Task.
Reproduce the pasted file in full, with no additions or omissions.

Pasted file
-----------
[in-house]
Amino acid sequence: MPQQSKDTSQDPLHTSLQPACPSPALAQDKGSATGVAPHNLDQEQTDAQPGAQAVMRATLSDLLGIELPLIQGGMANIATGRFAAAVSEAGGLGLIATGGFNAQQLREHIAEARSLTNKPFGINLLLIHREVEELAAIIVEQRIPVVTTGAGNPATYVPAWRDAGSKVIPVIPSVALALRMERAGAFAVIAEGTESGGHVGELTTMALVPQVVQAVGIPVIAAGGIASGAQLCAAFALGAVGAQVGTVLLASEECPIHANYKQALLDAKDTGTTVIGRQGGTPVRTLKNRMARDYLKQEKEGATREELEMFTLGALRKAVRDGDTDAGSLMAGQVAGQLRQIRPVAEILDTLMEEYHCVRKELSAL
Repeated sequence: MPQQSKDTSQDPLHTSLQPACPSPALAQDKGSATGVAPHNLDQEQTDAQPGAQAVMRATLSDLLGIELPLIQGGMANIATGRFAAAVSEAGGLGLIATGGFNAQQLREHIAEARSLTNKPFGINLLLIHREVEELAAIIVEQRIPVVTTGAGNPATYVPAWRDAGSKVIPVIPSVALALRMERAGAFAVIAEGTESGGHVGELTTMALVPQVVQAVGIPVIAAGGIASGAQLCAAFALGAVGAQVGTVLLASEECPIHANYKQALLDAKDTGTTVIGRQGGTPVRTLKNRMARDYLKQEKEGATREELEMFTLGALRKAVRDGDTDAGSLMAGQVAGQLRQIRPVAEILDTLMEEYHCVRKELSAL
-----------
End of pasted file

[in-house]
Amino acid sequence: MPQQSKDTSQDPLHTSLQPACPSPALAQDKGSATGVAPHNLDQEQTDAQPGAQAVMRATLSDLLGIELPLIQGGMANIATGRFAAAVSEAGGLGLIATGGFNAQQLREHIAEARSLTNKPFGINLLLIHREVEELAAIIVEQRIPVVTTGAGNPATYVPAWRDAGSKVIPVIPSVALALRMERAGAFAVIAEGTESGGHVGELTTMALVPQVVQAVGIPVIAAGGIASGAQLCAAFALGAVGAQVGTVLLASEECPIHANYKQALLDAKDTGTTVIGRQGGTPVRTLKNRMARDYLKQEKEGATREELEMFTLGALRKAVRDGDTDAGSLMAGQVAGQLRQIRPVAEILDTLMEEYHCVRKELSAL
Repeated sequence: MPQQSKDTSQDPLHTSLQPACPSPALAQDKGSATGVAPHNLDQEQTDAQPGAQAVMRATLSDLLGIELPLIQGGMANIATGRFAAAVSEAGGLGLIATGGFNAQQLREHIAEARSLTNKPFGINLLLIHREVEELAAIIVEQRIPVVTTGAGNPATYVPAWRDAGSKVIPVIPSVALALRMERAGAFAVIAEGTESGGHVGELTTMALVPQVVQAVGIPVIAAGGIASGAQLCAAFALGAVGAQVGTVLLASEECPIHANYKQALLDAKDTGTTVIGRQGGTPVRTLKNRMARDYLKQEKEGATREELEMFTLGALRKAVRDGDTDAGSLMAGQVAGQLRQIRPVAEILDTLMEEYHCVRKELSAL